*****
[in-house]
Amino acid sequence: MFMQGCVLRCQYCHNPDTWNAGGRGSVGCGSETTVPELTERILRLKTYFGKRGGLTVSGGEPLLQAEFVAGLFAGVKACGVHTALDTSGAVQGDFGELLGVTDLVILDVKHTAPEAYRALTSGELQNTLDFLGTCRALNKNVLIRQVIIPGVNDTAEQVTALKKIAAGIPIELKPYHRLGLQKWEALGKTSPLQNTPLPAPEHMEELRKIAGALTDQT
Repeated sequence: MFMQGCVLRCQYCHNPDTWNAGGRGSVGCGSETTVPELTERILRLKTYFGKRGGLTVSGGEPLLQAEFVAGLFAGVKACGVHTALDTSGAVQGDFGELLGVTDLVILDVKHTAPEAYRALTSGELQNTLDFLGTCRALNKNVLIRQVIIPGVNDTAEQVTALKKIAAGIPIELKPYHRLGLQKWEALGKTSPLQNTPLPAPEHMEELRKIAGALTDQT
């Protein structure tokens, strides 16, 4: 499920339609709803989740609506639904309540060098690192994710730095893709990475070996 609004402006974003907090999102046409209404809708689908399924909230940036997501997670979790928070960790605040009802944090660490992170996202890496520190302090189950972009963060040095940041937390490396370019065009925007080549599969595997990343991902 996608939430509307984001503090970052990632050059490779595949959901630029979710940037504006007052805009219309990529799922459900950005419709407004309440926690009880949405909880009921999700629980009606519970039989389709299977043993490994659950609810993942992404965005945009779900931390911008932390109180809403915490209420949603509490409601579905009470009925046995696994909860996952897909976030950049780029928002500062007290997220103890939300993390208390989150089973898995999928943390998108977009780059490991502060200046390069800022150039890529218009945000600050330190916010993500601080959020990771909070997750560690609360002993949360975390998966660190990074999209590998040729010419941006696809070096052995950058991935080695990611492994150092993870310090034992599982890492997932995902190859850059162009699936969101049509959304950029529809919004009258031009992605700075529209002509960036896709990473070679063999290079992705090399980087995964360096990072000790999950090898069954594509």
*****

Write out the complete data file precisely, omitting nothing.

[in-house]
Amino acid sequence: MFMQGCVLRCQYCHNPDTWNAGGRGSVGCGSETTVPELTERILRLKTYFGKRGGLTVSGGEPLLQAEFVAGLFAGVKACGVHTALDTSGAVQGDFGELLGVTDLVILDVKHTAPEAYRALTSGELQNTLDFLGTCRALNKNVLIRQVIIPGVNDTAEQVTALKKIAAGIPIELKPYHRLGLQKWEALGKTSPLQNTPLPAPEHMEELRKIAGALTDQT
Repeated sequence: MFMQGCVLRCQYCHNPDTWNAGGRGSVGCGSETTVPELTERILRLKTYFGKRGGLTVSGGEPLLQAEFVAGLFAGVKACGVHTALDTSGAVQGDFGELLGVTDLVILDVKHTAPEAYRALTSGELQNTLDFLGTCRALNKNVLIRQVIIPGVNDTAEQVTALKKIAAGIPIELKPYHRLGLQKWEALGKTSPLQNTPLPAPEHMEELRKIAGALTDQT
């Protein structure tokens, strides 16, 4: 499920339609709803989740609506639904309540060098690192994710730095893709990475070996 609004402006974003907090999102046409209404809708689908399924909230940036997501997670979790928070960790605040009802944090660490992170996202890496520190302090189950972009963060040095940041937390490396370019065009925007080549599969595997990343991902 996608939430509307984001503090970052990632050059490779595949959901630029979710940037504006007052805009219309990529799922459900950005419709407004309440926690009880949405909880009921999700629980009606519970039989389709299977043993490994659950609810993942992404965005945009779900931390911008932390109180809403915490209420949603509490409601579905009470009925046995696994909860996952897909976030950049780029928002500062007290997220103890939300993390208390989150089973898995999928943390998108977009780059490991502060200046390069800022150039890529218009945000600050330190916010993500601080959020990771909070997750560690609360002993949360975390998966660190990074999209590998040729010419941006696809070096052995950058991935080695990611492994150092993870310090034992599982890492997932995902190859850059162009699936969101049509959304950029529809919004009258031009992605700075529209002509960036896709990473070679063999290079992705090399980087995964360096990072000790999950090898069954594509």